He is become our Righteousness
Oftentimes, we tend to initiate discipleship relationships without making clear what we
are really talking about. A student might think you have agreed to get together every
once and awhile for dating advice, while you are thinking she has agreed to meet for
in depth one-on-one theological tutorship. If my own experience is any guide, often
neither disciple, nor discipler, has a clear vision of what discipleship is.
That tends to lower the overall quality of our discipleship, and set us up for the discipleship
equivalent of the “Let’s just be friends” conversation; You’ve been discipling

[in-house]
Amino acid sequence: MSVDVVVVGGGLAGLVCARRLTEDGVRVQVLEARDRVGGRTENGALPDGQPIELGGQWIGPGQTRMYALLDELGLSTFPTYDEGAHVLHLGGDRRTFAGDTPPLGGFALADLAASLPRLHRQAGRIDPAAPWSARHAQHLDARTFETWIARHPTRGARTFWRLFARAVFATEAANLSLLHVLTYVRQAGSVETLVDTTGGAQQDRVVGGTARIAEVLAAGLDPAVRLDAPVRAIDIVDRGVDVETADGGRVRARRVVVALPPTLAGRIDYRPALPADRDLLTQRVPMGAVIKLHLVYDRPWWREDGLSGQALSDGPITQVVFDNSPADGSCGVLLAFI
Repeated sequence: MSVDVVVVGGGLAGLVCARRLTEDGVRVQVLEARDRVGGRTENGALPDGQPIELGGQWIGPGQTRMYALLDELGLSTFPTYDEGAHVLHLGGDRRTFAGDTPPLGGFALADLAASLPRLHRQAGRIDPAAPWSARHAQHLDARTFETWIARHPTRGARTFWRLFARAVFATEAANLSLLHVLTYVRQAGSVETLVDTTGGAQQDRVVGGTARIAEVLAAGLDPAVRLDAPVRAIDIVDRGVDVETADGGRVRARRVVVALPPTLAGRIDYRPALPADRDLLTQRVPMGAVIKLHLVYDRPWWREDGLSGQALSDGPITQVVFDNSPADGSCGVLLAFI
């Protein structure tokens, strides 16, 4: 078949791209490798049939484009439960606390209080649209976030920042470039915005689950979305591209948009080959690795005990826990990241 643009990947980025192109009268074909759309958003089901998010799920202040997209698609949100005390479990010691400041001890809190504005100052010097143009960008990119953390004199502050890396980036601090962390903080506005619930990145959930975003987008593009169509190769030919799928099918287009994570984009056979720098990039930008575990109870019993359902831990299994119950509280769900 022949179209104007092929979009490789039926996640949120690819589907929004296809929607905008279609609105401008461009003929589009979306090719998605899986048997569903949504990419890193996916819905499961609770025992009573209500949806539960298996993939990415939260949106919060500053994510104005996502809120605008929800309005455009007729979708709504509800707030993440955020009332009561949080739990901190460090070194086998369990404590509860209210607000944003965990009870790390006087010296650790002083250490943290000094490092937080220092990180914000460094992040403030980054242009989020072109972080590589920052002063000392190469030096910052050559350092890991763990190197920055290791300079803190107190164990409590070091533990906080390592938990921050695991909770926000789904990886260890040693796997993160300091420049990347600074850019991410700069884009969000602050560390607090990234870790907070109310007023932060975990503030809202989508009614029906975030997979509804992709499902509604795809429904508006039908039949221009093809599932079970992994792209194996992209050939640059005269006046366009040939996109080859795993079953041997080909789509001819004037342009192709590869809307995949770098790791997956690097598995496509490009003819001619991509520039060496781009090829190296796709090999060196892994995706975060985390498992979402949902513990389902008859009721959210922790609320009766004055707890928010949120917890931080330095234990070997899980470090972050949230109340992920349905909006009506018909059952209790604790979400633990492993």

someone who isn’t all that interested in having a ministry. Then you hear a talk on
investing your life in the right people, and realize you aren’t. So you get together with
your disciple to “break up” so you can go train the next Billy Graham. You feel like a
jerk, they feel like you’re a jerk, and it’s just plain lousy. Ah, the joys of ministry.